Wouldn’t life be so much easier if your Siamese knew how to use the toilet? No more cleaning stinky litter trays or paying an excessive amount on litter every year. Plus, it’s kind of cool to tell people that you trained your Siamese to do their business like a human.
That being said, toilet training isn’t for everyone (or every cat). While some struggle to get their head around the whole thing, others simply prefer to use their box.
There are a few things to consider before you move on to toilet training. If you decide that this is the right choice for you and your Siamese, you can follow the step-by-step guide at the end of this article, tried and tested by yours truly!
Are Siamese cats easy to potty train?
As long as you’ve got a lot of patience, Siamese cats can be pretty easy to potty train. Since they’re one of the most intelligent breeds out there, it doesn’t take them long to pick up a new habit or skill.
Siamese cats are typically food-driven and will react well to positive reinforcements. I’ve found that with both of my Siamese cats, Batman and Robyn, I can get them to do just about anything if there’s a reward involved.
When training your Siamese, try incorporating treats into the mixture. Once they do something good, in this instance, use the toilet, reward them with their favorite treat. Now, they will know that they will get something yummy in return after they perform this specific act.
Clicker training is also an excellent way to train your Siamese out of bad habits. A clicker is a remote control that makes a clicking sound every time you press it. It should only be used when your Siamese is engaging, or about to engage, in destructive behavior. This could be peeing or pooing on the floor, not in their tray, etc.
It helps your Siamese know what is wrong and what is right when it comes to toilet etiquette. You’ll be on a sure road to success if you can incorporate both clicker training and positive reward training.
Is it worth training your cat to use the toilet?
When it comes down to it, training your Siamese to use a human toilet is more for you than it is for them.
It means you won’t have to deal with smelly waste or pay for litter. Many people decide to potty train their Siamese to lower the chances of contracting a zoonotic disease.
A zoonotic disease is transmittable between animals and humans, usually through feces, and can cause serious symptoms in adults and unborn children. You can fight Toxoplasmosis by cleaning your cats’ litter box more often to ensure the parasite has no time to develop; however, some prefer toilet training instead.
Another thing to consider is, of course, the cost. Typically, you will be spending around $1 – $4 per pound of standard kitty litter. If you buy specialized litter or one that is environmentally friendly, this will hike the cost up even more.
On the other hand, water generally costs around $1.50 per every 1000 gallons. Depending on your toilet, 1 – 5 gallons will be used per flush, and this works out to be substantially cheaper than kitty litter.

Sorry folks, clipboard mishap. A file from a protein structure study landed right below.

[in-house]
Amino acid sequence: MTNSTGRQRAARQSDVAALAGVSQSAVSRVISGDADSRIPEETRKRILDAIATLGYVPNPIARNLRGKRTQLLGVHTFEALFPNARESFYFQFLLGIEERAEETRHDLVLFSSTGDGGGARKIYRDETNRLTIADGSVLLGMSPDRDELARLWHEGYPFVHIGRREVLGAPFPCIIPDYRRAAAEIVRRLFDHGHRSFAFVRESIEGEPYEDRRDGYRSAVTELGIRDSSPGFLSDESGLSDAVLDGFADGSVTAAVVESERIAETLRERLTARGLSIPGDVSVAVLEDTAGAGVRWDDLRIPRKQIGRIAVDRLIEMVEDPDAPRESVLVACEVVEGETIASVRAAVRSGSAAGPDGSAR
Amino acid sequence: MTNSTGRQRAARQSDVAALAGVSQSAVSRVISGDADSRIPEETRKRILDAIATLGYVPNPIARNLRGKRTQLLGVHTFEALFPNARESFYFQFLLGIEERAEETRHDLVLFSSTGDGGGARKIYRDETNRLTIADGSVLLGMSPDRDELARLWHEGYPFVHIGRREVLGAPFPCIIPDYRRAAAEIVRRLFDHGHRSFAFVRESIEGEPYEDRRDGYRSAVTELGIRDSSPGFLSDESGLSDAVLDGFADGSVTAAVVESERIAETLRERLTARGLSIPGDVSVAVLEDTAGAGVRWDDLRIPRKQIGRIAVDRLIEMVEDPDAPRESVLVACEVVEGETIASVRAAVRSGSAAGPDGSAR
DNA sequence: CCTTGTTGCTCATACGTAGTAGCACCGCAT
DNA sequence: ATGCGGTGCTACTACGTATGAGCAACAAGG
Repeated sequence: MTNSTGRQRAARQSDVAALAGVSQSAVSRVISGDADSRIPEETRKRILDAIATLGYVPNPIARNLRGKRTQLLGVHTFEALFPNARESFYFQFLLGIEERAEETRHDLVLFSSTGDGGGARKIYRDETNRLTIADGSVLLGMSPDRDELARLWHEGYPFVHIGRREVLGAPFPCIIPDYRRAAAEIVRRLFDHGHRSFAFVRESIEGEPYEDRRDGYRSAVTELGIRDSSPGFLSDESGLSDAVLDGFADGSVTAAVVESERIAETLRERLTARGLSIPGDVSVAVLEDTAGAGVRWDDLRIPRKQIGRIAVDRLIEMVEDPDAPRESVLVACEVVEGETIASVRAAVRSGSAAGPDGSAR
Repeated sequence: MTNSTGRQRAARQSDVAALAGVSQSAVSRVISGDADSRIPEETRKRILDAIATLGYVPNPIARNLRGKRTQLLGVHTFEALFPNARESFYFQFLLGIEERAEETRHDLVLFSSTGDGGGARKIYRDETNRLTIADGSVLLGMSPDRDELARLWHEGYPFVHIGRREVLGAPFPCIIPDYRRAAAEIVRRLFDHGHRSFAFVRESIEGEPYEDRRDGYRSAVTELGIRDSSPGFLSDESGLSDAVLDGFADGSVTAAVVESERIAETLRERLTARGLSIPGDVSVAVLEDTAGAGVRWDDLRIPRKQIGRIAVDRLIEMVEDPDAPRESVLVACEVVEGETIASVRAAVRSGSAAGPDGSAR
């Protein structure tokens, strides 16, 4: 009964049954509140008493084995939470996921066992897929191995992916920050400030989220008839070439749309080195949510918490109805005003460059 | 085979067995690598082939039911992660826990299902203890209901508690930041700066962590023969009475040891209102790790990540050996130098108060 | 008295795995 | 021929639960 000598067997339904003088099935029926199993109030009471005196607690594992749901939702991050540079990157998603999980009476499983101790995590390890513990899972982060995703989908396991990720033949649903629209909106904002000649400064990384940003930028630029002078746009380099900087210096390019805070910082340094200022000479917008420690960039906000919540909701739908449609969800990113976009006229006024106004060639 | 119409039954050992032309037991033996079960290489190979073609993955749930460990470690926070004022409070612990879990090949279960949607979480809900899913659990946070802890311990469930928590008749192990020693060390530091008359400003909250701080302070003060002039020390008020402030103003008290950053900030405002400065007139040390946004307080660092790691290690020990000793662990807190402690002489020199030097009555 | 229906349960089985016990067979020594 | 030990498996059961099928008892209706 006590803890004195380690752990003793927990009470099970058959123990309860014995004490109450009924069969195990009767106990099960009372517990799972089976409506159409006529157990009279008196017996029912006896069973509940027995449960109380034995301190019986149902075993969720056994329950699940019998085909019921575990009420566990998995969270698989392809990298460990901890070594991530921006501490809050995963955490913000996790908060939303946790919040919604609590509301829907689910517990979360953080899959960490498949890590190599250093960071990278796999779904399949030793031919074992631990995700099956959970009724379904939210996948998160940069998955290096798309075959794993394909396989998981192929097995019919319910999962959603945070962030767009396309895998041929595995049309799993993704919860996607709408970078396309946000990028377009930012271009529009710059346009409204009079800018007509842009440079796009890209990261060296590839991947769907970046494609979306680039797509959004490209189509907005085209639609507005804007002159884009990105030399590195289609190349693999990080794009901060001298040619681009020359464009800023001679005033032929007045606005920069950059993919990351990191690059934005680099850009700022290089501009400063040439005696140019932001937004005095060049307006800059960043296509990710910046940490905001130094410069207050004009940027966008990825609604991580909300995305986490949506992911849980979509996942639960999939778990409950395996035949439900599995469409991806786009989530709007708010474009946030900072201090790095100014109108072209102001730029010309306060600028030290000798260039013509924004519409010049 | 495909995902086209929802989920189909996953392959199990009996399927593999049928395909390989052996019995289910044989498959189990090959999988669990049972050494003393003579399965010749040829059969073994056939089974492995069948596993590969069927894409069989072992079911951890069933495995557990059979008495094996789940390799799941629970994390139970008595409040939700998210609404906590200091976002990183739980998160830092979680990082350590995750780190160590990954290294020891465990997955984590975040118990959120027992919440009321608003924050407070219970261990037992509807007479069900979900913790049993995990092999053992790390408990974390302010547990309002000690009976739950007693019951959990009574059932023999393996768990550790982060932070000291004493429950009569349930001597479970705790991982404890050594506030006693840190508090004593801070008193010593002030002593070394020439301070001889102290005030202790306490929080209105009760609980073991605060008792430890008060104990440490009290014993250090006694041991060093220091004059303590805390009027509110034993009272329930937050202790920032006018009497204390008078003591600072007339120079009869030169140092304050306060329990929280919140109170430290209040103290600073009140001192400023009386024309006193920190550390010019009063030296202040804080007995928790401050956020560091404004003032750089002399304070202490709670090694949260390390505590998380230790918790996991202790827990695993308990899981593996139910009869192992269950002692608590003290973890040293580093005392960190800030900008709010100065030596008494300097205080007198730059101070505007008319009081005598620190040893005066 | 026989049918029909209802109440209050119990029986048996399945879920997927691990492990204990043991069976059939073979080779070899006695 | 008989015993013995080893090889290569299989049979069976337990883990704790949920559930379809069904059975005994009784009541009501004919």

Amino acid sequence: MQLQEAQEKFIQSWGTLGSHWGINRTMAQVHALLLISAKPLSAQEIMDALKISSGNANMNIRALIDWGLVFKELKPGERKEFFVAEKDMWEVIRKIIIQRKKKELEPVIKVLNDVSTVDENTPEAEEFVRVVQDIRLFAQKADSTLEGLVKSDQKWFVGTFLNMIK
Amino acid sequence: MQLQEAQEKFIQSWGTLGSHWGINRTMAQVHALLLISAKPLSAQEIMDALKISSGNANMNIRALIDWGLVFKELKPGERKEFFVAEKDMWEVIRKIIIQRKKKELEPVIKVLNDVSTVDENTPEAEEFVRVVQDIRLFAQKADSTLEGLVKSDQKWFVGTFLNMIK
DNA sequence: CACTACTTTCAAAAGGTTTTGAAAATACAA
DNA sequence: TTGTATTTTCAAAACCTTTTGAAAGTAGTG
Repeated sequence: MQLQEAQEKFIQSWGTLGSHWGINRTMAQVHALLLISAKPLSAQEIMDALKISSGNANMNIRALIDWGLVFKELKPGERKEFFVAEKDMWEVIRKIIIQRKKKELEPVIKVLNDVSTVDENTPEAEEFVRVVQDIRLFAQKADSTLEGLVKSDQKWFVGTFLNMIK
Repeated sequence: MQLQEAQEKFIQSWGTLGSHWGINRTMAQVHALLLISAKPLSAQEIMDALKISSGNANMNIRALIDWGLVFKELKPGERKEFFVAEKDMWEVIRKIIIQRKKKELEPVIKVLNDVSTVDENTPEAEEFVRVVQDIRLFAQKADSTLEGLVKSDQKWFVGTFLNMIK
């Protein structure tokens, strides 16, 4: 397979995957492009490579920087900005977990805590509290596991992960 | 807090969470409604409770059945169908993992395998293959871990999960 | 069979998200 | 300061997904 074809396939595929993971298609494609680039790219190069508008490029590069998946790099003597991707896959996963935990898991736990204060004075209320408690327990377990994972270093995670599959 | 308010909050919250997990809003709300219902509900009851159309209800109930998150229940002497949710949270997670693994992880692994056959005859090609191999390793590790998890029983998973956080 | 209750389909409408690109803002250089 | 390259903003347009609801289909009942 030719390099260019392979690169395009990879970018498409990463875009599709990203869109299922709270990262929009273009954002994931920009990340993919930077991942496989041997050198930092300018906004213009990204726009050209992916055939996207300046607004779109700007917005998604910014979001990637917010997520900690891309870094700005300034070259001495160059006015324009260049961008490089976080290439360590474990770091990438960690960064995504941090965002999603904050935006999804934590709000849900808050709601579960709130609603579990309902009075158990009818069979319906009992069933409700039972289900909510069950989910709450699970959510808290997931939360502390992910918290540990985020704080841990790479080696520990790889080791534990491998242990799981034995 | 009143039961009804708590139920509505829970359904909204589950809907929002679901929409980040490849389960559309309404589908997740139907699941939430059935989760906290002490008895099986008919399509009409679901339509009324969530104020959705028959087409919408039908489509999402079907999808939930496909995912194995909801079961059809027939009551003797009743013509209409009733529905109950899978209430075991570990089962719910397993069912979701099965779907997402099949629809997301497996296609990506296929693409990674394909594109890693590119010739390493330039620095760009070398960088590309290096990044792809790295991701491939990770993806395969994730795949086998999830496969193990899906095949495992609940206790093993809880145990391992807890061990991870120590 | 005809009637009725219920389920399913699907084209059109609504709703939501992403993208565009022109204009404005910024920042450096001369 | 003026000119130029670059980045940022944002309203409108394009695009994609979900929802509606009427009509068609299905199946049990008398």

When it comes to benefiting your Siamese, the main thing they will get out of it is avoiding upper respiratory issues. It’s been proven that crystal litters and dusty clay can play a role in triggering these issues in both cats and humans. If you train your Siamese to use the toilet, you’ll cut out these issues.
Why shouldn’t you train your cat to use the toilet?
Usually, if you take all the precautions and train your Siamese to use the toilet safely, you won’t experience problems. A friend of mine has a cat who has been using the toilet for years, and she’s been perfectly fine doing so.
That being said, not all cats are the same, so there is always a risk when training your cat to use the toilet. Before you begin the training process, consider these points.
1. Sharing toilets isn’t always fun
Not everyone has a spare toilet in their house to hand over to their Siamese. If you don’t like the idea of sitting on the same seat that your cat does to go potty, you’ll probably won’t want to move forward.
Even if you’re okay with it, everyone in your household may not be. Not all cats have perfect aim, so cleaning urine and poop off the seat should not come as a surprise.
This also creates more risk of contracting diseases from their poop since particles may land on the seat even if there’s no evidence. The best way to avoid this is to clean your seat well each time your Siamese uses it.
2. Difficult to track their toilet habits
One of the benefits of using a litter box is that you can easily tell if your cat’s bathroom habits change. A change in waste can indicate that something is wrong with their health.
I know from personal experience that we owners usually first sense something is wrong by our cats not peeing enough or experiencing diarrhea. Batman had a health scare a few years ago, and I first picked up on it due to the color of his urine.
While you can usually familiarize yourself with the correct color, it can be difficult to keep tabs on the amount they produce when they use the toilet.
3. Flushing away the evidence
So your Siamese can go potty in a human toilet and flush as well?! As entertaining as that sounds, teaching your Siamese how to flush just creates more problems than it’s worth.
Linking to the above point, when your Siamese flushes their business down the toilet, you don’t get the chance to see if their bathroom habits have changed.
Another reason not to teach them is that flushing may become their new favorite pass time. Some simply find it too much fun, and they’ll be sitting there all day flushing.
4. Finding other places in the house
As your Siamese gets older, they may lose the ability to jump on the toilet. Once it becomes too difficult for them, they’ll start looking for other places in the house where they can comfortably relieve themselves. The same goes for when the toilet seat is left down or the door to the bathroom is closed.
We use litter boxes in the first place to appeal to our cat’s natural instincts. In the wild, they’d bury their waste in the dirt, so a little box is their closest bet to that.
Litter boxes also create sent spots that make your Siamese feel at home and comfortable, so once you take that away, you may experience some behavioral changes.